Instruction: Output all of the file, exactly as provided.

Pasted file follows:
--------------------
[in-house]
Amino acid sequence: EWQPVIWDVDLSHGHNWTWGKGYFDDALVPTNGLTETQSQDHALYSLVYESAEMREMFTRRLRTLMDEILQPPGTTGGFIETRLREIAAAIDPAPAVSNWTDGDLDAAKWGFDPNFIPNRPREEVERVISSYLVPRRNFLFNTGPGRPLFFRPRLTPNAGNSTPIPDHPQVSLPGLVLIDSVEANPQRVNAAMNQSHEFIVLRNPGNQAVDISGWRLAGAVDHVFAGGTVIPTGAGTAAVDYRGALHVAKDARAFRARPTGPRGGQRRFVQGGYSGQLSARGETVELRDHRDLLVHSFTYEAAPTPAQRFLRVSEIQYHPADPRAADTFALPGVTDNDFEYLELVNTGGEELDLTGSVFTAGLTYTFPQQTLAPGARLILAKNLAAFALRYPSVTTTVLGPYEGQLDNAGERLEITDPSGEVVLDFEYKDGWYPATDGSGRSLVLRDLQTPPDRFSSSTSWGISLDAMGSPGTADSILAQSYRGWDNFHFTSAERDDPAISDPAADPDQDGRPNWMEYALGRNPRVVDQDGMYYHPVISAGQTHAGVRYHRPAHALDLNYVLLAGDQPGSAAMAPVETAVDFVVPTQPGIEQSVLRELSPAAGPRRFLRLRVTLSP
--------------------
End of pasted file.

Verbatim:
[in-house]
Amino acid sequence: EWQPVIWDVDLSHGHNWTWGKGYFDDALVPTNGLTETQSQDHALYSLVYESAEMREMFTRRLRTLMDEILQPPGTTGGFIETRLREIAAAIDPAPAVSNWTDGDLDAAKWGFDPNFIPNRPREEVERVISSYLVPRRNFLFNTGPGRPLFFRPRLTPNAGNSTPIPDHPQVSLPGLVLIDSVEANPQRVNAAMNQSHEFIVLRNPGNQAVDISGWRLAGAVDHVFAGGTVIPTGAGTAAVDYRGALHVAKDARAFRARPTGPRGGQRRFVQGGYSGQLSARGETVELRDHRDLLVHSFTYEAAPTPAQRFLRVSEIQYHPADPRAADTFALPGVTDNDFEYLELVNTGGEELDLTGSVFTAGLTYTFPQQTLAPGARLILAKNLAAFALRYPSVTTTVLGPYEGQLDNAGERLEITDPSGEVVLDFEYKDGWYPATDGSGRSLVLRDLQTPPDRFSSSTSWGISLDAMGSPGTADSILAQSYRGWDNFHFTSAERDDPAISDPAADPDQDGRPNWMEYALGRNPRVVDQDGMYYHPVISAGQTHAGVRYHRPAHALDLNYVLLAGDQPGSAAMAPVETAVDFVVPTQPGIEQSVLRELSPAAGPRRFLRLRVTLSP